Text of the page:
Firstly, the fact that we've actually got a conservatory is blessing in itself; it gives me the space to store my craft supplies in a way that makes sense and is easy to acess, and it also means that if I'm working on a photoshoot for work, I can just leave everything out rather than having to tidy away at the end of the day. It's also the lightest room in the house, with three large windows, which means I can get some fairly decent photos even in deepest darkest winter. Admittedly, it's basically just a plastic box stuck to the side of the house, and come November the temperature drops to pretty much sub-zero, but it's nothing an extra jumper and a bathroom heater can't fix!





The Bedrooms
The main problem with our house is the bedrooms - not the size or shape, but the fact that there's only two of them; early next Spring, we're going to swap with Ben and go into the small room, while the kiddos share the big room. They're going to have to have bunk beds, and it's probably going to be absolute chaos - but they're both looking forward to it, and it's a good excuse to buy some more lovely prints and make some crafty bits. The bedrooms themselves are pretty nice; they might not be massive but they're light and airy, and the window sills are big enough to store books and plants on; ours gets the light in the morning and Ben's gets the sun sliding across the wall as it goes down.


The Bathroom
I did a little tour of the bathroom here, and mentioned then how small it was; it also has the worst marbled tiles (seriously, I can't fathom why people would choose marbled over plain white) and these awful old taps. But, for all the marbled horror, it's a relaxing little space with a really deep window sill that's home to my (usually dying) plants and little collection of beachy finds. And if I squint, the marble effect is hardly noticeable anyway (although I'd love to rip them all off and replace it with some of those brick-effect tiles!).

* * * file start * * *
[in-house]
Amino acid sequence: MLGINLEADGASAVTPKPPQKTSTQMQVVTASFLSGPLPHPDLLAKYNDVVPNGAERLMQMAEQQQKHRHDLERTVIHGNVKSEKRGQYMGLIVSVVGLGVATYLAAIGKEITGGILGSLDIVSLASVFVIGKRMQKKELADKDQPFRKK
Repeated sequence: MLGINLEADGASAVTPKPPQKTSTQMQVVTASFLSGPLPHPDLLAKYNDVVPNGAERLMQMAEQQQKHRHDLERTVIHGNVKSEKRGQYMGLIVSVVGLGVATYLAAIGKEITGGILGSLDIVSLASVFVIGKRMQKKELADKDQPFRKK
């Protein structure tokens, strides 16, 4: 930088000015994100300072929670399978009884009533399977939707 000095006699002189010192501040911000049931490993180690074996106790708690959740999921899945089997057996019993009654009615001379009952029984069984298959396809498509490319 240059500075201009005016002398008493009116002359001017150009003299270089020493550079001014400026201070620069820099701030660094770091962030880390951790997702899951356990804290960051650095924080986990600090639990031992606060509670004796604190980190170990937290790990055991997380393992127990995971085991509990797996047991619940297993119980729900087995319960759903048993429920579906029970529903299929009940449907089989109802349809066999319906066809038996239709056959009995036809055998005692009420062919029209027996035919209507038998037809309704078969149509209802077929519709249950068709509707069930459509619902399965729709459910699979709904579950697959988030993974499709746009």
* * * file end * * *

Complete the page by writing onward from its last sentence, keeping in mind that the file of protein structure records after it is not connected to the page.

The Flooring
I think out of everything in our house, the thing that gives me the hump the most is the carpet in the lounge and all the way up the stairs; I always crop it out in photographs because it's literally just horrendous. It's brown, brown, and there's literally no hiding it - it makes the whole place seem darker and is just plain ugly. When we moved in, we replaced the tiles in the bathroom and kitchen, and the carpets in the bedrooms, but we're stuck with this one; if money were no object, I'd rip it up and either replace it with bare floorboards or a more neutral carpet which is slightly less, well, ugly.


The Kitchen
The smallest, darkest, ugliest room in the house, I often wonder if I might enjoy cooking more if the kitchen wasn't so... awful. With similar marble effect tiles to the bathroom, and one of the most horrible worktops I've ever seen (mottled green and brown, anyone?), pretty it ain't. That said, it is a massive improvement on the way it was when we moved in; torn lino, cupboards with chipped paint, artex all over the walls.... it looked a little bit like one of the 'before' photos on Homes Under the Hammer. We plastered over the artex, replaced the flooring, painted the cupboards and took some of the doors off to make open shelving, then I added some plants, washi tape and retro crockery and pyrex. You can see the results of the makeover here, and while it's not the best kitchen I've ever seen, it's definitely not the worst either!




The Lounge
The lounge is probably my favourite room; it's where I do a lot of my work, where the Husband and I watch all our box sets, where we eat dinner at our thrifted charity-shop table and where I snuggle on the sofa with some crochet or a book. It is a teeny bit dark in the winter, and that brown carpet rears it's ugly head again, but it's got a mantlepiece (something I've always wanted in a home - finally, somewhere to display my vintage bits and pieces!), and it's a pretty good size and it just has a really lovely feel to it. It feels homely and comfortable and safe, and that's definitely not something you can buy in a DIY store.

This is a collaborative post.